Grantor Retained Annuity Trusts (IRC 2702): The Bill contains two proposed rule changes that would affect GRATs. First, the right to receive the fixed amount would be for a term no less than ten years, and no more than the life expectancy of the annuitant plus ten years.  This would substantially reduce the leveraging that can be achieved with a short-term GRAT. Second, the remainder value of the GRAT cannot be less than the amount equal to the greater of 25% of the fair market value of the property held in the GRAT or $500,000. This would eliminate zeroed-out GRATs. The effective date of these changes would be after the enactment of the Act.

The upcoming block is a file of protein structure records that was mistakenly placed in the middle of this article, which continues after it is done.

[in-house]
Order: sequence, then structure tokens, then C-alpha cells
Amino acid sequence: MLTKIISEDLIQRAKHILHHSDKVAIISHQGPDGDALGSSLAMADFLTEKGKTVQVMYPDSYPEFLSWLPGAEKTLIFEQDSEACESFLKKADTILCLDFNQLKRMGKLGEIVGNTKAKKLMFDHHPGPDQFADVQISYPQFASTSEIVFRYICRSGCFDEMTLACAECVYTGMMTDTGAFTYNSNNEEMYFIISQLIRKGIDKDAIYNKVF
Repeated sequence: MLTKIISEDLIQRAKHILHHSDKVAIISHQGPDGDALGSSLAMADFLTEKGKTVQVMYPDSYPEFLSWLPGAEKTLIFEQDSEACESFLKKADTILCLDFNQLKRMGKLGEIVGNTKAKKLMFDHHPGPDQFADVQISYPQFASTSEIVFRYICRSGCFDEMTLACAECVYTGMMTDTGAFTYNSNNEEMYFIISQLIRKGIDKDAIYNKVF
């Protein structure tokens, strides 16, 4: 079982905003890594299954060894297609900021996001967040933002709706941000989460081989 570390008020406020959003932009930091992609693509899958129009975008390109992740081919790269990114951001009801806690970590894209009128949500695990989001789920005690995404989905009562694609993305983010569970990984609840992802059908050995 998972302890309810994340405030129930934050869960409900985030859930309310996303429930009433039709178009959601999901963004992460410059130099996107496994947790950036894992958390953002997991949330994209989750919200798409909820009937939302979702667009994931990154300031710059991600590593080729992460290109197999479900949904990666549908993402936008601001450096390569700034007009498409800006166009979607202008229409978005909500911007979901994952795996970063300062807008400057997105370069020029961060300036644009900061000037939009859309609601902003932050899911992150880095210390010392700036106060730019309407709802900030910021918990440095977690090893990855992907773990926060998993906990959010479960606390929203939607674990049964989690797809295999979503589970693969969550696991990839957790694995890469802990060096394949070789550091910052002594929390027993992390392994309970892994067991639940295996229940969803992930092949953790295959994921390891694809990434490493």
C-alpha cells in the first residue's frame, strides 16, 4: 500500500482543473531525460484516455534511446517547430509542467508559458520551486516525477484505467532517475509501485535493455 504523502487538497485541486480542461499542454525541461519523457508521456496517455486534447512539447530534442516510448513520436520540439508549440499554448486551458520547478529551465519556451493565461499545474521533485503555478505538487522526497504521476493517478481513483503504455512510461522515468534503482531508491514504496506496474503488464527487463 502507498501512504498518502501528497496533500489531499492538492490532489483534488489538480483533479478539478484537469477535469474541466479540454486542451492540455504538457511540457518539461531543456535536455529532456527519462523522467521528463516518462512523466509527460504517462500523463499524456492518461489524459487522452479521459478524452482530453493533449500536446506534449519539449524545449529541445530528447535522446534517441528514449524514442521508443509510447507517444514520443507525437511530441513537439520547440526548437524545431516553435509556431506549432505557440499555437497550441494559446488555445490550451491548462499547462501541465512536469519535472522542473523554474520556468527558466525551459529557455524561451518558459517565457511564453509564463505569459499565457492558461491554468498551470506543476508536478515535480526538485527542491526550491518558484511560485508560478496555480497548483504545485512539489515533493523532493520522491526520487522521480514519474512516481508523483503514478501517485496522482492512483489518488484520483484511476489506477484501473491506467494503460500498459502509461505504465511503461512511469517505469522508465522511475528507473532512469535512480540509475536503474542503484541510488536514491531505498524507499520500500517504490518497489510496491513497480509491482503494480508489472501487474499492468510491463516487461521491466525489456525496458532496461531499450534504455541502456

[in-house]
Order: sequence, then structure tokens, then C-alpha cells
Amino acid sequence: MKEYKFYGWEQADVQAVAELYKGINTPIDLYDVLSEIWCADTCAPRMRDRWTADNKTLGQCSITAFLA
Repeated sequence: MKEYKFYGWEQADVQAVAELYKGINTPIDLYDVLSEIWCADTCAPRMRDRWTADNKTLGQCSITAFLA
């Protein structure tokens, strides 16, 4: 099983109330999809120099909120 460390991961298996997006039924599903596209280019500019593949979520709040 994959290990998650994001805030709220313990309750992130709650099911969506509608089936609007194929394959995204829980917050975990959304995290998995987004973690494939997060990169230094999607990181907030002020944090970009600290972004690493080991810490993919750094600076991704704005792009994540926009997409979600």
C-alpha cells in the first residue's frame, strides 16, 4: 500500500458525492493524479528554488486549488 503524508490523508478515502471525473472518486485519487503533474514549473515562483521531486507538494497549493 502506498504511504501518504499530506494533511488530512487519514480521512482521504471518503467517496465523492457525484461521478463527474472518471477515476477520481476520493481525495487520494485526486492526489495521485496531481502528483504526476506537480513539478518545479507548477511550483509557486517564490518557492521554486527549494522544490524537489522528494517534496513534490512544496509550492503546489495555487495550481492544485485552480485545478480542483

Grantor Trusts Curbed (a new IRC 2901): Several new rules would be applied to grantor trusts that are created after the enactment of the Act, or to transfers to existing grantor trusts that were created before the Act became law. The changes also create a new classification called a deemed owner. First, the value of the deemed owner’s estate will include all assets attributable to that portion of the grantor trust of which the individual is the deemed owner the time of the deemed owner’s death. Second, if the grantor trust ceases to be a grantor trust, the trust’s assets will be treated as having been gifted by the deemed owner to the trust and its beneficiaries. Third, a lifetime distribution to a beneficiary from the grantor trust will be treated as a gift by the deemed owner for gift tax purposes. If the grantor incurred a gift tax funding the grantor trust, that amount would be treated as a credit in the additional estate or gift tax imposed by these changes. In these situations where a lifetime gift or estate tax liability occurs, the grantor trust would pay the transfer tax liability.